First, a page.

"Beside their servants and their maids, of whom there were seven thousand three hundred thirty and seven: and there were among them two hundred singing men and singing women" (Ezra 2:65).You could start with Ezra 2:65, which records 200 male and female Levitical singers returning from the exile. Psalm 68:25 for women playing tambourines in a worship context in the temple.
"Besides their servants and their maids, of whom there were seven thousand three hundred thirty and seven,.... This shows that the greater part of those that returned were of the poorer sort, since there were so few servants that belonged unto them; these came not into the above account:
"and there were among them two hundred singing men and singing women; among the servants, who were kept by persons of figure for their pleasure and recreation, see Ecclesiastes 2:8, for that these were such as were employed in sacred service is not so clear, especially the latter, though some conclude it from 1 Chronicles 25:5, but rather they were such as were employed at marriages, festivals, and funerals; though Jarchi thinks they were employed by the returning captives, to make them cheerful as they travelled along."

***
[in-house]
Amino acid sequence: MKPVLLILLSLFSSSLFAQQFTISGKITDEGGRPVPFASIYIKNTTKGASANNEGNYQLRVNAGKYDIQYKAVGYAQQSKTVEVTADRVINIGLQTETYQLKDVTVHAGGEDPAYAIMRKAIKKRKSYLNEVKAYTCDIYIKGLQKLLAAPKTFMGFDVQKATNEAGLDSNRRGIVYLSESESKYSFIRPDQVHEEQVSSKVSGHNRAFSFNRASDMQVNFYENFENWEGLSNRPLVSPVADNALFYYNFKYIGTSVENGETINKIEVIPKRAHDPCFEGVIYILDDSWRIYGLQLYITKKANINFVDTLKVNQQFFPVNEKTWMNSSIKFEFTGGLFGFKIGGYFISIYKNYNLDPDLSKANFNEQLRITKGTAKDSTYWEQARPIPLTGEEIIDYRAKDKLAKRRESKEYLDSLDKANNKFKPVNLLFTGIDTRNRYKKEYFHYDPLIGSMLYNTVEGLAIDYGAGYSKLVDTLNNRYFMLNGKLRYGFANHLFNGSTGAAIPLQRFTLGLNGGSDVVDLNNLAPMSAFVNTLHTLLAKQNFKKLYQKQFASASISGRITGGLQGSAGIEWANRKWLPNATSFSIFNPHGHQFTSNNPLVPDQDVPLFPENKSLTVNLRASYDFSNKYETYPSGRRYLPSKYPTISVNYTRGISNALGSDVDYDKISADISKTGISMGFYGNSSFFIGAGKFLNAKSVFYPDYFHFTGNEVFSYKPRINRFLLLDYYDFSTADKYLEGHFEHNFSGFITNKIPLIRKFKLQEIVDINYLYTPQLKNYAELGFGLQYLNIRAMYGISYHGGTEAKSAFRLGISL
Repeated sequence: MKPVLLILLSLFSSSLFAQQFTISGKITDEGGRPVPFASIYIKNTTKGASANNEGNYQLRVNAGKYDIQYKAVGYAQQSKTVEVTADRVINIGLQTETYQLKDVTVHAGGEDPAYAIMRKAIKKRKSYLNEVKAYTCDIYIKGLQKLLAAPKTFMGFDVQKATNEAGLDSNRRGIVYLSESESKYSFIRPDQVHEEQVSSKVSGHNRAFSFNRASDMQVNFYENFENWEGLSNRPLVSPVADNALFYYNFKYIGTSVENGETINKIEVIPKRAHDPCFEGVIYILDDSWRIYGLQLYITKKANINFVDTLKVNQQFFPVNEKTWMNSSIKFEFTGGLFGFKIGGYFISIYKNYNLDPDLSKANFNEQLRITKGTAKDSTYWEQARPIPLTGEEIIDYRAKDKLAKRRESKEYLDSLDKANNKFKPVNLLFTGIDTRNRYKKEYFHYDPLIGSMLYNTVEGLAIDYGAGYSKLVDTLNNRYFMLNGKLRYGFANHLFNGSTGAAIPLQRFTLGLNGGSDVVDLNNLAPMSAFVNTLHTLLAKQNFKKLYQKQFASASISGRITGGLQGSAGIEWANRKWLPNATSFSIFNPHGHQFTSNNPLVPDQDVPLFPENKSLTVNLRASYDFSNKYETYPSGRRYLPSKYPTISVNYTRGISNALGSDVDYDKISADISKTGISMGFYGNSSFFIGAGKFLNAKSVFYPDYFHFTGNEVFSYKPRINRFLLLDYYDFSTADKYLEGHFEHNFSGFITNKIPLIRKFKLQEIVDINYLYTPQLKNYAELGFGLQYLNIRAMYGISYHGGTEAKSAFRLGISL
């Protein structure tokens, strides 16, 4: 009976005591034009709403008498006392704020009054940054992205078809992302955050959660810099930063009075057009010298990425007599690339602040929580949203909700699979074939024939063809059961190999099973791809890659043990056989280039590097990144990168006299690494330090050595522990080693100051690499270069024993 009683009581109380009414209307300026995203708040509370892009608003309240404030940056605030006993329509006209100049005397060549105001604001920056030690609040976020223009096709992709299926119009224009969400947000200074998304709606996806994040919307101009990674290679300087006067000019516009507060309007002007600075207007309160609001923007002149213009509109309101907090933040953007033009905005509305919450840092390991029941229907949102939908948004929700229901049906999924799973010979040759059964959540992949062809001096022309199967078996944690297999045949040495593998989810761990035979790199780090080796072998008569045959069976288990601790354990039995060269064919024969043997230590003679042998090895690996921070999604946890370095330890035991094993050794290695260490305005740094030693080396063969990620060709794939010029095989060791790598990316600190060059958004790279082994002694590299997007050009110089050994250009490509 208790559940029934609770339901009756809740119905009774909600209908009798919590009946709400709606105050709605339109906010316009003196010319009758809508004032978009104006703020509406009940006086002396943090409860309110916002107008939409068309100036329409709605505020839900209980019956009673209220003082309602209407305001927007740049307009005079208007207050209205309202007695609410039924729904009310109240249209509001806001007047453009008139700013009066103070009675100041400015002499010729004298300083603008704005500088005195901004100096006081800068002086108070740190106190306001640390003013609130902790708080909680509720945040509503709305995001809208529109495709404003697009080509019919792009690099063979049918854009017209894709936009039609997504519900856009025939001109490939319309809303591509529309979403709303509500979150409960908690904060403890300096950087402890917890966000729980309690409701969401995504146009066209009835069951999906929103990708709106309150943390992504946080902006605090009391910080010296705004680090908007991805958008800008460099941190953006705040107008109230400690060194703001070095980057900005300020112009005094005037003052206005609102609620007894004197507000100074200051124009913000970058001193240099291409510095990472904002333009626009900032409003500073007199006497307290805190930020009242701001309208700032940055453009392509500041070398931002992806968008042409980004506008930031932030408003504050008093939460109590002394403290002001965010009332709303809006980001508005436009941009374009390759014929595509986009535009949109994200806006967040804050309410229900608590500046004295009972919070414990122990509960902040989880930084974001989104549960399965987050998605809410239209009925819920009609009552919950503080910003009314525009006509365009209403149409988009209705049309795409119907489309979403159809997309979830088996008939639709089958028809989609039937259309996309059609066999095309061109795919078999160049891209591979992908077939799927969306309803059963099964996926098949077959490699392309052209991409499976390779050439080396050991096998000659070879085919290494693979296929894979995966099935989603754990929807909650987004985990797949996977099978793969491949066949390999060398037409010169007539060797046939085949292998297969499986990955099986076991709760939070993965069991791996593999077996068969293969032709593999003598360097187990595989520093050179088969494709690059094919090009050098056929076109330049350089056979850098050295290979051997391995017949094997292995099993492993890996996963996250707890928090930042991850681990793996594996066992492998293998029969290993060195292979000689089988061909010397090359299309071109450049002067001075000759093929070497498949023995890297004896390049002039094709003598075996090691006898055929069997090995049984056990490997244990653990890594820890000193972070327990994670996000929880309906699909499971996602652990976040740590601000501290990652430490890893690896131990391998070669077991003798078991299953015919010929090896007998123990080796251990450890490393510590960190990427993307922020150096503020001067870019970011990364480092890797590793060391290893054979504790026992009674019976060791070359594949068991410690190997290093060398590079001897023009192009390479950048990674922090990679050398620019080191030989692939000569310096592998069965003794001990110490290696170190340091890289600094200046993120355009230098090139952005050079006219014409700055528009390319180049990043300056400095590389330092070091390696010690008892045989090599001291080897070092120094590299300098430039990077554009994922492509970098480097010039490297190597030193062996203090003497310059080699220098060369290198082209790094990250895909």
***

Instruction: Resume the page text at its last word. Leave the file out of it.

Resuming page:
Every account of Levites appointed for song and the playing of instruments indicate males, and the sons of males. So as to the 1 Chronicles 25:5 passage Dr. Gill mentions:
vs. 25: All these were the sons of Heman the king's seer in the words of God, to lift up the horn. And God gave to Heman fourteen sons and three daughters.
vs. 26: All these were under the hands of their father for song in the house of the LORD, with cymbals, psalteries, and harps, for the service of the house of God, according to the king's order to Asaph, Jeduthun, and Heman.
It seems the "all these" in verse 26 should naturally be taken to refer to the afore-mentioned sons.